transfer of property at death or lifetime gift technically applies to non-resident alien
individuals. However, it is axiomatic such transfers by non-residents are exempt if the
foreign individual holds the United States property in a foreign holding company.54
Essentially, this and other benefits55 offered by the US adds credence that the
industrialized nations are similarly offering preferential regimes for taxation purposes.
Another highlight of the United States treatment of foreign investment preferentially can
be found in the laws of Delaware and more recently Nevada. The companies’ law of the
United Kingdom traditionally has been used by foreign persons in a manipulative fashion
to incorporate entities in the UK but which carried on no business there. This obviously
resulted in substantial savings by US companies and individuals and gave the United
Kingdom a competitive edge. As some experts point it out56 many individuals including
some tax authorities incorrectly surmised that because the company was registered in
London it was subject to United Kingdom company taxes.
Once these amendments were made by the United Kingdom the most popular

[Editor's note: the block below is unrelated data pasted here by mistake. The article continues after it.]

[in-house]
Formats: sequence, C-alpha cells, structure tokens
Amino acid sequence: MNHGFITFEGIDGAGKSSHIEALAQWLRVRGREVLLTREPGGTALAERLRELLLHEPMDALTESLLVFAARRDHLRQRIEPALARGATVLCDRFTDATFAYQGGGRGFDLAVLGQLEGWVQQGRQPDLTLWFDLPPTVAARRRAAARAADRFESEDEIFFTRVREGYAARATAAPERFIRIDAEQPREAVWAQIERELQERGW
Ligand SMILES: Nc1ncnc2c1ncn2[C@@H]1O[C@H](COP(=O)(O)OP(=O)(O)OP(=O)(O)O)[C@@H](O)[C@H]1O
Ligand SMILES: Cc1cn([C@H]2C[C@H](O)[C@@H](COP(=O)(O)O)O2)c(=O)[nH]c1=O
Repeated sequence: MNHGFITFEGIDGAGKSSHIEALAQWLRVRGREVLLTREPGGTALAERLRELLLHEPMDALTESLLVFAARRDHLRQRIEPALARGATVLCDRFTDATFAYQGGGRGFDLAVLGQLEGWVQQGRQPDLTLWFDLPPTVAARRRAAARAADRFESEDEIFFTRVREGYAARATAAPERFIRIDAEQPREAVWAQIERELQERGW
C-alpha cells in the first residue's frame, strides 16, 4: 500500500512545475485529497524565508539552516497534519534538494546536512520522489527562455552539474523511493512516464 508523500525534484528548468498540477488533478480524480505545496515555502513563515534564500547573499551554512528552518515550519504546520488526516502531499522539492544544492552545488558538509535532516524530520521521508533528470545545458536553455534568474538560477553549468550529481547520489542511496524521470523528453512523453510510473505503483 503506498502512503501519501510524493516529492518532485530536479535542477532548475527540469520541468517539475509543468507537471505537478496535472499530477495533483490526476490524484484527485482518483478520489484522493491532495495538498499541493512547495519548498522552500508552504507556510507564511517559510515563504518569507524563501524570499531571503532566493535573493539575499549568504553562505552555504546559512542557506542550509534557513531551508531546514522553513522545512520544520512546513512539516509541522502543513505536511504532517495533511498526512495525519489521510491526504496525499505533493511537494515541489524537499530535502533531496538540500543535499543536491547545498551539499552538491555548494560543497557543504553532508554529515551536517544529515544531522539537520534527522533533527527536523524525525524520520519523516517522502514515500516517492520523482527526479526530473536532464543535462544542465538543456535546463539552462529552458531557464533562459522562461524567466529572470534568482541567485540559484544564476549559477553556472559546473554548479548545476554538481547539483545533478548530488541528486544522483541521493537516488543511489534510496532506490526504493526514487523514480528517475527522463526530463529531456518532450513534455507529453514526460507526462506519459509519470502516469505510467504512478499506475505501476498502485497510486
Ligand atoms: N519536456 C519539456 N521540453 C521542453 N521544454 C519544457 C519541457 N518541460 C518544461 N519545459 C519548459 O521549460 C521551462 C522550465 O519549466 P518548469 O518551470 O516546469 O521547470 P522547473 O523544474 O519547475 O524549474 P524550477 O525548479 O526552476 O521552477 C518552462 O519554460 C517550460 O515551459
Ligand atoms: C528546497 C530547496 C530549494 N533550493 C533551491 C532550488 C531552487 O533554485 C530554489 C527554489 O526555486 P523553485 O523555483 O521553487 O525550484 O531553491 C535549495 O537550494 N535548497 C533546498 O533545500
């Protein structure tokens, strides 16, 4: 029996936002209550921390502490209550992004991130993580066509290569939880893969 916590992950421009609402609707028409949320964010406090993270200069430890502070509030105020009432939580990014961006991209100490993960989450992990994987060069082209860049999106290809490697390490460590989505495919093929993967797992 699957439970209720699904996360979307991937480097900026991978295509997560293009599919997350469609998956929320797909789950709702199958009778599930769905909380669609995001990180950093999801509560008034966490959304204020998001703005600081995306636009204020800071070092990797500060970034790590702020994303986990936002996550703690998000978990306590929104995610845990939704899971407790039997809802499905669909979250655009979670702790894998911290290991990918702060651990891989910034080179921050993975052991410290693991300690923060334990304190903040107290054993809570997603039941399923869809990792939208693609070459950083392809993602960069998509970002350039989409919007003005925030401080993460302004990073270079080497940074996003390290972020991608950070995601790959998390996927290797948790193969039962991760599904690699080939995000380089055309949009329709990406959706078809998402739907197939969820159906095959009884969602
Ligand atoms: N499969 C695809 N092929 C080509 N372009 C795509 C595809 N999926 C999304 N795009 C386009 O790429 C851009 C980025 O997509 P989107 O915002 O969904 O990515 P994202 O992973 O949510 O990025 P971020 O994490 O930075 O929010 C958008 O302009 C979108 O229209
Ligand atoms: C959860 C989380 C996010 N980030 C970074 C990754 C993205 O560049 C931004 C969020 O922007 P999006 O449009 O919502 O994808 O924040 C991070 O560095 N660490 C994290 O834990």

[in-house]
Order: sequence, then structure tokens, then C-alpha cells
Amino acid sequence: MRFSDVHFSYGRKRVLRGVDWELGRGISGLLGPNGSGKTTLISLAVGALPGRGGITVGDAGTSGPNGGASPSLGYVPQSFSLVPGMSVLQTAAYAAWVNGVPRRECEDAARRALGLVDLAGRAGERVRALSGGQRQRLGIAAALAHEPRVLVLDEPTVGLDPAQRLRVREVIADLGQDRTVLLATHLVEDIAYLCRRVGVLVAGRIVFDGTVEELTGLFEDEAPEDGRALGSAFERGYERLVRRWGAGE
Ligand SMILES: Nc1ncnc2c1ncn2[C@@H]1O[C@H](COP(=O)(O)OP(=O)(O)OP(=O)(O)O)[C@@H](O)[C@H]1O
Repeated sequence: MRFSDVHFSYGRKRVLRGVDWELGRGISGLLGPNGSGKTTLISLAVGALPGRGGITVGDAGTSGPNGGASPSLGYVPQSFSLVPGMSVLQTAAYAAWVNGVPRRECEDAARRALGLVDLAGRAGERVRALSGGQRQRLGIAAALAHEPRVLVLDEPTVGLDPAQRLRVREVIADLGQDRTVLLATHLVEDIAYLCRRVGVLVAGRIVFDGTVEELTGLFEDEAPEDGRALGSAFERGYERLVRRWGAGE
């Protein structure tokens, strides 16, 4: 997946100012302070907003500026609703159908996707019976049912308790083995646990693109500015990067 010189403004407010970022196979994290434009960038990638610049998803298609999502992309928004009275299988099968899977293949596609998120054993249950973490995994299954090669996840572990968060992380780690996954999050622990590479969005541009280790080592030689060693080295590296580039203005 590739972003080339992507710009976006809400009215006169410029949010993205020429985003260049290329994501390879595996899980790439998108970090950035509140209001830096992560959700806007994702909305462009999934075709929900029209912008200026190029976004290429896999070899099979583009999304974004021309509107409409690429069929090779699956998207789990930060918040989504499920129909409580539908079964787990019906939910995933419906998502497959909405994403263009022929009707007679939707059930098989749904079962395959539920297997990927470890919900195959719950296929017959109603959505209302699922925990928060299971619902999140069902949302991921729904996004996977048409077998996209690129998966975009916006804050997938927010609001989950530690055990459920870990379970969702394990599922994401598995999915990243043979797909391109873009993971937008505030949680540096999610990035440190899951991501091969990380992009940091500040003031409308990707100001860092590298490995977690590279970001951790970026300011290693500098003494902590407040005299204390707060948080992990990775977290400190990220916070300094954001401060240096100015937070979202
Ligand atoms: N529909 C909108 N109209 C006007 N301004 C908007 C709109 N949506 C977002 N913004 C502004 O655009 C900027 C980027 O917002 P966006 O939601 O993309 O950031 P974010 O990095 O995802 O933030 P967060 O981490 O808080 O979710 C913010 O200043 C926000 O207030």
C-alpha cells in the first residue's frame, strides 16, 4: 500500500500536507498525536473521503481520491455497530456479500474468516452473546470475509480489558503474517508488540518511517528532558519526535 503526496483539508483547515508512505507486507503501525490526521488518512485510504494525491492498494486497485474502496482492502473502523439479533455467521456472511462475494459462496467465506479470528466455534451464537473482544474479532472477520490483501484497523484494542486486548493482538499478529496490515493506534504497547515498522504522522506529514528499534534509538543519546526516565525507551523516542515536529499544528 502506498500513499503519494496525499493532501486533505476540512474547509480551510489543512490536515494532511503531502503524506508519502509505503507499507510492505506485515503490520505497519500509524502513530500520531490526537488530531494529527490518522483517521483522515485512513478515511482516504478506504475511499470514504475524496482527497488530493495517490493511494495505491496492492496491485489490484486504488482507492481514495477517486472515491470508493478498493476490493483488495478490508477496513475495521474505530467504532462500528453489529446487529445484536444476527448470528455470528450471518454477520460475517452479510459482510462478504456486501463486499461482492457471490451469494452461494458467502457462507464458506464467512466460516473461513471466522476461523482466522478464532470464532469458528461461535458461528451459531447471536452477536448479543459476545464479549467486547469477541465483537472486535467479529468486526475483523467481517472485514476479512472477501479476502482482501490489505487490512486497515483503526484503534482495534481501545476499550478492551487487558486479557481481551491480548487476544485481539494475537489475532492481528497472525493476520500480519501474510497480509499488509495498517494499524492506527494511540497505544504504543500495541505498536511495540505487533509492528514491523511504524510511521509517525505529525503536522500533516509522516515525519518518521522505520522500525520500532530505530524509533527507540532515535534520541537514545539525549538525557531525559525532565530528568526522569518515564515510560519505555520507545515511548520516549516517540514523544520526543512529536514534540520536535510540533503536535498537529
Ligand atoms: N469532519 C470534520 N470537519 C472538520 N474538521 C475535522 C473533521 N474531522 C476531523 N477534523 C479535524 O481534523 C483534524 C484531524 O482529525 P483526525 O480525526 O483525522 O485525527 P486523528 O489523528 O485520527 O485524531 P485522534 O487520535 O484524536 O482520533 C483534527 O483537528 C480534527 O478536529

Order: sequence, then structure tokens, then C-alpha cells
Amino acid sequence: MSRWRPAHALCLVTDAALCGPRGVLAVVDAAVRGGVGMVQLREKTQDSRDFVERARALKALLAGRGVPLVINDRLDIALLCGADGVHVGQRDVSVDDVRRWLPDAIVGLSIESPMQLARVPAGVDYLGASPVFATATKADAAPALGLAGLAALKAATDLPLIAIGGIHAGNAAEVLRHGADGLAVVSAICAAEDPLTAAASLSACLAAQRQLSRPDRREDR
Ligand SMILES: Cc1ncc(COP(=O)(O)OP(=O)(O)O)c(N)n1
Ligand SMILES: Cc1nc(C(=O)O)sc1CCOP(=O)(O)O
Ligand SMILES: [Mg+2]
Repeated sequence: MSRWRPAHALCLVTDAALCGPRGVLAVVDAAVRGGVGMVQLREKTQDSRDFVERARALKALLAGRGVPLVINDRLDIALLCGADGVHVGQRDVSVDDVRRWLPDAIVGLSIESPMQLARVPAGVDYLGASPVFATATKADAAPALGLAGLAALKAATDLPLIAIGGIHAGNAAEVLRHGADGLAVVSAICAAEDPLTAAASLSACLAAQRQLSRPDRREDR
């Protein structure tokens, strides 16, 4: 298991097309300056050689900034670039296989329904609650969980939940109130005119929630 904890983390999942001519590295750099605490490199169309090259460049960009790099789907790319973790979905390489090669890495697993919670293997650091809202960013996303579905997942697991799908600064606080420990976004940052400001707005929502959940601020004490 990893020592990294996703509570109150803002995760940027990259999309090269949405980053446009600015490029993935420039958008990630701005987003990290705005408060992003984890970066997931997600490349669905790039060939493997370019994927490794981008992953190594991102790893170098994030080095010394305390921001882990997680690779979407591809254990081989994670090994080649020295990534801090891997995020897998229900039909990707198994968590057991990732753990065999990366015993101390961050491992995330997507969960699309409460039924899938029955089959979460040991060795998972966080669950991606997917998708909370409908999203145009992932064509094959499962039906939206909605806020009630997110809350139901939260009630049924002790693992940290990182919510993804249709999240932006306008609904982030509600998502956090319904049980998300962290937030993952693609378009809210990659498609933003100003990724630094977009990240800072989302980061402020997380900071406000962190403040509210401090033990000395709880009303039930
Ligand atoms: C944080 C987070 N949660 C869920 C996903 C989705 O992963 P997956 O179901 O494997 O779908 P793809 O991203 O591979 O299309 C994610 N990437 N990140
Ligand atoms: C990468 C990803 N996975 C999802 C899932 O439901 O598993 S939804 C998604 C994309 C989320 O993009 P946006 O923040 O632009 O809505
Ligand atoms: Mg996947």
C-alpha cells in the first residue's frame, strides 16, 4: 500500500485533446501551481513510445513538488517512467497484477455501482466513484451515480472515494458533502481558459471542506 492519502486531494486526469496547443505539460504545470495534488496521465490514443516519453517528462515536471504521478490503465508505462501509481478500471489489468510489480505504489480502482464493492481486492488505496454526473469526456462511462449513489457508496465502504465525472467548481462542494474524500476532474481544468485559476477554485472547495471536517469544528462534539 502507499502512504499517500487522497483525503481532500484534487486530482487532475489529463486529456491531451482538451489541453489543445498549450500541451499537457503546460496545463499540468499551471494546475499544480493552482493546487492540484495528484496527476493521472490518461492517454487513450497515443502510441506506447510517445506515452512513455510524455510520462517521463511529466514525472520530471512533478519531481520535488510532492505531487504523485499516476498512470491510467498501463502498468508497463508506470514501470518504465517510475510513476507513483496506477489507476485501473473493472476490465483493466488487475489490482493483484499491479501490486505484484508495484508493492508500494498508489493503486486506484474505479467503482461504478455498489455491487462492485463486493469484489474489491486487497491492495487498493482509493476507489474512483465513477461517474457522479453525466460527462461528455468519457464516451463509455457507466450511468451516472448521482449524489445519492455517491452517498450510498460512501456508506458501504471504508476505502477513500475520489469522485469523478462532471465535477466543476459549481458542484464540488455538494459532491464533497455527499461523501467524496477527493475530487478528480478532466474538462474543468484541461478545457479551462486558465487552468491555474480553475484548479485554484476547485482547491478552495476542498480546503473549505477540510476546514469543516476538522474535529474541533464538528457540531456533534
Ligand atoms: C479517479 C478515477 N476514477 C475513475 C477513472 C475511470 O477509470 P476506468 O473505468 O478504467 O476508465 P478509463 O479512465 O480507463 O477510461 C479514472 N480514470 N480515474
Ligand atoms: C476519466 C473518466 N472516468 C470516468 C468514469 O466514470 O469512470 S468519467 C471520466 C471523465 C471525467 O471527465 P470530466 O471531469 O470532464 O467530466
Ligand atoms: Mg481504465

“successor” has been the Limited Liability Companies as established under Delaware and
54 See generally Marshall Langer arguments on this and other similar points.. Langer has argued that although the United States wants every country to give it tax information, U.S. law does not permit the IRS to give any tax information to a foreign country, unless either that country has either a tax treaty or a tax information exchange agreement (TIEA) with the United States.
55 The OECD June 200 reports suggest several countries such as Canada, Norway, Italy and Germany all have preferential regimes with regard to international shipping. However, arguably the US could have been included on this list of countries. A huge number of cruise ships leave from Florida and Gulf Coast ports to the Caribbean and South America. If the cruise ship companies used US- registered ships owned by US companies, they would be subject to full US income tax. However, by using foreign flag vessels owned by foreign companies, the cruise ship companies reduce their tax burden to zero. The Internal Revenue Code exempts all income from international shipping operations if the company’s country of residence grants an equivalent exemption to US persons. SEE S.883 (a)/ See generally Langer note 46
56 Se generally Rhoades and Langer, US International Taxation and Treaties, Chapter 47 and 73 which gives an expanded view of their opinion on this issue.